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Unified Carry Trade Theory

| | Posted in: Big Ideas, Fundamental Valuation

Does the carry trade concept provide a useful framework for valuation of securities within and across all asset classes? In their July 2013 paper entitled “Carry”, Ralph Koijen, Tobias Moskowitz, Lasse Pedersen and Evert Vrugt investigate expected return across asset classes via decomposition into “carry” (expected return assuming price does not change) and expected price appreciation. They measure carry for: global equities; global 10-year bonds; global bond yield spread (10-year minus 2-year); currencies; commodities; U.S. Treasuries; credit; equity index call options; and equity index put options. Their measurements of carry vary by asset class (based on: futures prices for equity indexes, currencies and commodities, modeled futures prices for global bonds, U.S. Treasuries and credit; and, option prices for options). They further decompose carry returns into passive and dynamic components. The passive component is the return to a hedge (carry trade) portfolio designed to capture differences in average carry returns across securities, and the dynamic component indicates how well carry predicts future price appreciation. Finally, they determine the conditions under which carry strategies perform poorly across all asset classes. Using monthly price/yield data for multiple assets within each class as available during January 1972 through September 2012, they find that:

  • Carry returns relate closely and positively to total expected returns within and across major asset classes. This predictability underlies strong returns to carry trades (long high-carry and short low-carry securities).
  • Carry return relates positively to value in equities and momentum in fixed income and commodities, but carry is largely independent of these other factors as a return predictor.
  • Carry trade portfolios within asset classes generate an average annualized gross Sharpe ratio of about 0.7 over the sample period, while a portfolio of carry strategies across all asset classes generates a gross Sharpe ratio of 1.1 (see the first chart below).
  • Applying carry to time individual securities by going long (short) when carry is positive (negative) or above (below) its long-run average generates average performances by asset class similar to those from cross-sectional carry trades.
  • Carry trades perform poorly across all asset classes at times coinciding with global recessions, with the three largest drawdowns during August 1972 to September 1975, March 1980 to June 1982 and August 2008 to February 2009 (see the second chart below).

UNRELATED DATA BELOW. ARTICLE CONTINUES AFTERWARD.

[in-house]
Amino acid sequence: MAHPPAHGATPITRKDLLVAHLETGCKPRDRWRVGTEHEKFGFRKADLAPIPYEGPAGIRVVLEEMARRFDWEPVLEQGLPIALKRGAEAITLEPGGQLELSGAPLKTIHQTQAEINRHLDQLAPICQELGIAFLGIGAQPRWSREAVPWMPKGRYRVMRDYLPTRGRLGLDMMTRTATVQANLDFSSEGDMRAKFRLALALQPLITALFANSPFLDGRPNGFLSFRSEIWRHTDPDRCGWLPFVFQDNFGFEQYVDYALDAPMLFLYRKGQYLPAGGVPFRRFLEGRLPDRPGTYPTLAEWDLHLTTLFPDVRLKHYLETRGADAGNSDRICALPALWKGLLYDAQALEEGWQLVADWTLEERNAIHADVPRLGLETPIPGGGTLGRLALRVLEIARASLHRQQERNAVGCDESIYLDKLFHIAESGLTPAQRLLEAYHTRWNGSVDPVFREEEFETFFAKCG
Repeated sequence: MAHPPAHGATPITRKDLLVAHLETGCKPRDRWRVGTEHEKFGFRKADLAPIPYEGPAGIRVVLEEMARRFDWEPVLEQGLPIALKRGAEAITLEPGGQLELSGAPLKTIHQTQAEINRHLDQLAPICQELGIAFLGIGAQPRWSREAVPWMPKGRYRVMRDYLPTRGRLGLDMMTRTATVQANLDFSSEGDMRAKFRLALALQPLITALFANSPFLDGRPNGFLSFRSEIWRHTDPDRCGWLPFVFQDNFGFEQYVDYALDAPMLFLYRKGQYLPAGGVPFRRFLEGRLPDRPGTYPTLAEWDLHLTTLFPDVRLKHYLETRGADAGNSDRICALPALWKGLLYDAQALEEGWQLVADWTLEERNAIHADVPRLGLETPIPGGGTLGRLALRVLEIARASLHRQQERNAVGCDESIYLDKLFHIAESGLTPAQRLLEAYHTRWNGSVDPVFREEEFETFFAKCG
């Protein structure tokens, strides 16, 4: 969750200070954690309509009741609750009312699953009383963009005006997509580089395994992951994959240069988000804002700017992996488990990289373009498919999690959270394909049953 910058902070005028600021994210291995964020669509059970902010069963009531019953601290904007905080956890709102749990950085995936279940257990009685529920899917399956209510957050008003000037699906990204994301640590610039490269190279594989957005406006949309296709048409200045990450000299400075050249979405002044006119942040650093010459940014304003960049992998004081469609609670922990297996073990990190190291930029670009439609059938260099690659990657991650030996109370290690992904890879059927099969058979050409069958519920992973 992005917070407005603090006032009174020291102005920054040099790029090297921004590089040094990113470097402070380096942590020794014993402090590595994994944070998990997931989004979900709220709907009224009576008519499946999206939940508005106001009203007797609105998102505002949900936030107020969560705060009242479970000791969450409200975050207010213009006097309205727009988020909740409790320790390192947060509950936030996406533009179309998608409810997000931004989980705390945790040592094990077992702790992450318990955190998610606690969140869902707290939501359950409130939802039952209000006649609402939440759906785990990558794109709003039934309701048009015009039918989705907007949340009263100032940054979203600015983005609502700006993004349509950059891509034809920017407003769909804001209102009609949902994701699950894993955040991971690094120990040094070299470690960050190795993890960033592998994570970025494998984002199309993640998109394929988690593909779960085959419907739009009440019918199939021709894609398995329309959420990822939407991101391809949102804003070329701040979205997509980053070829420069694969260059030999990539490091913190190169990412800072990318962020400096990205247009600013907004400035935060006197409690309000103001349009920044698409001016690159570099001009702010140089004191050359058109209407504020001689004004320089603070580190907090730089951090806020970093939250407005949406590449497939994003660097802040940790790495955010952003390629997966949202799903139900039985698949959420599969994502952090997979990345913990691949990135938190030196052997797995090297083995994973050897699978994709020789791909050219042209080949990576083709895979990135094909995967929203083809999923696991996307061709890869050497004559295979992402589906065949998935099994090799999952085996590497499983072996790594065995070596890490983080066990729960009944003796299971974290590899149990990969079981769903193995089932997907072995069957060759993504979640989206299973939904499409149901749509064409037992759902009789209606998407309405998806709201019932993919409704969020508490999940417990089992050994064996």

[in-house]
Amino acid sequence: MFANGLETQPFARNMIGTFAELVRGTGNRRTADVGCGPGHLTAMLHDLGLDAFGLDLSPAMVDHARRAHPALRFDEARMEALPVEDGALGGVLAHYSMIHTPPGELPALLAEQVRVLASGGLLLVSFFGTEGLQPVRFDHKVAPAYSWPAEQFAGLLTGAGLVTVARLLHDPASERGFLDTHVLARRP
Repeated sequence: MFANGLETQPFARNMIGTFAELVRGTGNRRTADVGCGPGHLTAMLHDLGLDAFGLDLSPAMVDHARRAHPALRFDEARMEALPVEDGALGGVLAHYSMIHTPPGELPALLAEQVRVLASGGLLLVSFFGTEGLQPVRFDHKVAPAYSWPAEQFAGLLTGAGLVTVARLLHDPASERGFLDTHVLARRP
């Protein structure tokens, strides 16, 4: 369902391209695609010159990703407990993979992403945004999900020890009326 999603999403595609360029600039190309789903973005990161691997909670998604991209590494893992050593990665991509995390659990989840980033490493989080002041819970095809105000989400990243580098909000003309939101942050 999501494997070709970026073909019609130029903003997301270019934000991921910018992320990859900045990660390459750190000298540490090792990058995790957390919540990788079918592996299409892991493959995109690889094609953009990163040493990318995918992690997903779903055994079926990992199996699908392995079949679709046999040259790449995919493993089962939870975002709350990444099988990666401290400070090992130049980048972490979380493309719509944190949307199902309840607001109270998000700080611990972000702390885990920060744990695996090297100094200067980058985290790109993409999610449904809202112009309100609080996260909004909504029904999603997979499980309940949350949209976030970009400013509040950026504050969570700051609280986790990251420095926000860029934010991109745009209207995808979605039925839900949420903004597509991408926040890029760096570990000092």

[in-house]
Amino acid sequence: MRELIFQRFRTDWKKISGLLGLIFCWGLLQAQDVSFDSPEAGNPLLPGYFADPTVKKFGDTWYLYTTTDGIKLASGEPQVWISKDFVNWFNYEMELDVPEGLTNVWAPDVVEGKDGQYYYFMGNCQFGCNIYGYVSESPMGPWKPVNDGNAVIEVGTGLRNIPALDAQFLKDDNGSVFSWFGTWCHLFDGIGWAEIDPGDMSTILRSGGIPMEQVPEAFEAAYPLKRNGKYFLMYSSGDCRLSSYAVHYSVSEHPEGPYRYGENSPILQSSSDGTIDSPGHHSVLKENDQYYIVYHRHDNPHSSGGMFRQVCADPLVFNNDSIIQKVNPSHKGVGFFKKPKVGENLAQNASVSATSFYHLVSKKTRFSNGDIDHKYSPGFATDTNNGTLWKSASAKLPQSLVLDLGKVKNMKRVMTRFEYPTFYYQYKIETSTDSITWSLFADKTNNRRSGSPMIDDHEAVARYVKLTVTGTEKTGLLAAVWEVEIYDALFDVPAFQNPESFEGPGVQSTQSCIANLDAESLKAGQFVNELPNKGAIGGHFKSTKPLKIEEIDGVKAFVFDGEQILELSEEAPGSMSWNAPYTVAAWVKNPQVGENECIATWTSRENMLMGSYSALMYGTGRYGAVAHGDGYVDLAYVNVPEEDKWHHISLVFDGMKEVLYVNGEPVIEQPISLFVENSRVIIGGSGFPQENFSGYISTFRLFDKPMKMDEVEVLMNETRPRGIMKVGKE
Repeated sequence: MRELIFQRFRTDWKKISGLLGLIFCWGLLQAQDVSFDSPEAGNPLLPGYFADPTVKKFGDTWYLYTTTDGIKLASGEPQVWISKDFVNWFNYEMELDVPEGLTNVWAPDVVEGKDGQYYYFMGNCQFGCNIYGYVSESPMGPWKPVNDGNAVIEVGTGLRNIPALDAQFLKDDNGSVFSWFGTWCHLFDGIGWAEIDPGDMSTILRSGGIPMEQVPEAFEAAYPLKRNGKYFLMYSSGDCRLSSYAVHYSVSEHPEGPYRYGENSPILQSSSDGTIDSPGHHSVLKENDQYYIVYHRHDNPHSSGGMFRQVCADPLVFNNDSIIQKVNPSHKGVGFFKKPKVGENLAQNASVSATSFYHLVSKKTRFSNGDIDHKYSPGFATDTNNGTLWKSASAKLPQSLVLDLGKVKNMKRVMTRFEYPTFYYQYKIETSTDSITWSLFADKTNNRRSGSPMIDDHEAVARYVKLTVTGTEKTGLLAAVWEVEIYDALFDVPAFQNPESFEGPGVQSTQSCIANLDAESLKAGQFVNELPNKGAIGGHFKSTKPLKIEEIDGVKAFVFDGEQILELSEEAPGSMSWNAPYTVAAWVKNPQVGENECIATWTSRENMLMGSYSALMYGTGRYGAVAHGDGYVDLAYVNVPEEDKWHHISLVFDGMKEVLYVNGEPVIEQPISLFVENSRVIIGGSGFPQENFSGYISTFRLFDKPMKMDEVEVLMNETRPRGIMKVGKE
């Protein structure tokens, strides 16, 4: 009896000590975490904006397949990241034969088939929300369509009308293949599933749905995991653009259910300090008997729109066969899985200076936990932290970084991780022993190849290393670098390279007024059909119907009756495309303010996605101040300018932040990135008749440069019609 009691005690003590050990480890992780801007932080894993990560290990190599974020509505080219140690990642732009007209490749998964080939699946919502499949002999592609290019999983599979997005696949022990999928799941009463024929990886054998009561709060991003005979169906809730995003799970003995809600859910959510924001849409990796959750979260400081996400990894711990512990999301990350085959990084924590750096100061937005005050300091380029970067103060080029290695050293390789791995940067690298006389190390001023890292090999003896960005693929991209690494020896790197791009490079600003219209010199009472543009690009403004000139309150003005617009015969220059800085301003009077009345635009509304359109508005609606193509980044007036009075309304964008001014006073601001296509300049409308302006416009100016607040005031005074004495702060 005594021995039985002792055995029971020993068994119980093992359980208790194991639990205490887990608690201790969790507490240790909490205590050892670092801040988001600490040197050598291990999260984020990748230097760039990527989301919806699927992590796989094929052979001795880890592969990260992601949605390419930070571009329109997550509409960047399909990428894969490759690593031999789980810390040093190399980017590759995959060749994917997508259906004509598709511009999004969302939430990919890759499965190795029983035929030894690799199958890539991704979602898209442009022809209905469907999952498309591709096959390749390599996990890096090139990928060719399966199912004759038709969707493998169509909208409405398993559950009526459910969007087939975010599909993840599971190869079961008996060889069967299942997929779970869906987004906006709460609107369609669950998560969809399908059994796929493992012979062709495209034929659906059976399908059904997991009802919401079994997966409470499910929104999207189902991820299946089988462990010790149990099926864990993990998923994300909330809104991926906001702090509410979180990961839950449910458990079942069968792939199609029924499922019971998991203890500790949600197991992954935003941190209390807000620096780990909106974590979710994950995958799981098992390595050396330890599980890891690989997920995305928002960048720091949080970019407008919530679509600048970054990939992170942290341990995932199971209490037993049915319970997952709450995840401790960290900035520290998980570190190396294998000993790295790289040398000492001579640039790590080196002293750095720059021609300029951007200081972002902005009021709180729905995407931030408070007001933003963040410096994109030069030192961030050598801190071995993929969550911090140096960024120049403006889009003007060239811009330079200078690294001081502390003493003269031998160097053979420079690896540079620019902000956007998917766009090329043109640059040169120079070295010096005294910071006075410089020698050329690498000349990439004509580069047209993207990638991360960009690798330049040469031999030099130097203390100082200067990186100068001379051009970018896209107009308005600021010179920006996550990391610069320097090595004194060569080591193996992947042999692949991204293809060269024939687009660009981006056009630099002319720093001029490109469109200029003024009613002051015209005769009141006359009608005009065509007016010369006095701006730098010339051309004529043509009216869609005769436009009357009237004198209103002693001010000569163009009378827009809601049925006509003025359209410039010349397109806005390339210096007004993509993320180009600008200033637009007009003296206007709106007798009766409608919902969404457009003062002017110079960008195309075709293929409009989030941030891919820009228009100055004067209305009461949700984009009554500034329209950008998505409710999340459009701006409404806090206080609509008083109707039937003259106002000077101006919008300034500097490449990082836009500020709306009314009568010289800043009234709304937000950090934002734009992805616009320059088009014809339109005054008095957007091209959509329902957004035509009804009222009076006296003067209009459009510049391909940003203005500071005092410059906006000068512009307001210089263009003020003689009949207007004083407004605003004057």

• The dynamic carry component (predicted price appreciation) constitutes most of the total returns of the equity, fixed income and options carry strategies, about half of the returns of the currency and commodity carry strategies, and a little less than half the returns to the U.S. Treasury and credit carry strategies.

The following chart, constructed from data in the paper, summarizes annualized gross Sharpe ratios for carry trades (long-short hedge portfolios) applied to securities within each asset class, with Sharpe ratios for equally weighted portfolios included as benchmarks. Carry trades derive from weighting all securities within each class according to carry (not selecting just those with extreme carries). The “global carry factor” represents a portfolio diversified over all asset class carry trades, weighted by the inverse of their respective full-sample volatilities (standard deviations of returns).

Carry trades outperform equal-weight benchmarks for seven of nine asset classes.


The next chart, taken from the paper, shows the gross cumulative return for the global carry factor as defined for the chart above, with each asset class carry trade contributing about the same level of volatility to the overall portfolio. The three biggest global carry factor drawdowns are during August 1972 to September 1975, March 1980 to June 1982 and August 2008 to February 2009.


In summary, evidence suggests that the carry trade concept may apply usefully within and across all major asset classes.

Cautions regarding findings include:

  • Data collection and computation burdens involved in implementation of carry trades across asset classes are beyond the reach of most investors, and may be costly if delegated.
  • The study apparently uses gross, not net, returns with monthly rebalancing of many assets. Accounting for the trading frictions incurred would reduce reported returns, perhaps very differently across asset classes.
  • The global carry factor specified in the charts above weights asset class carry trade returns by full-sample inverse volatilities, thereby incorporating look-ahead bias. An investor operating in real time would measure different and changing (historical only) volatilities.
  • There may be different ways of defining/measuring the carry trade by asset class.
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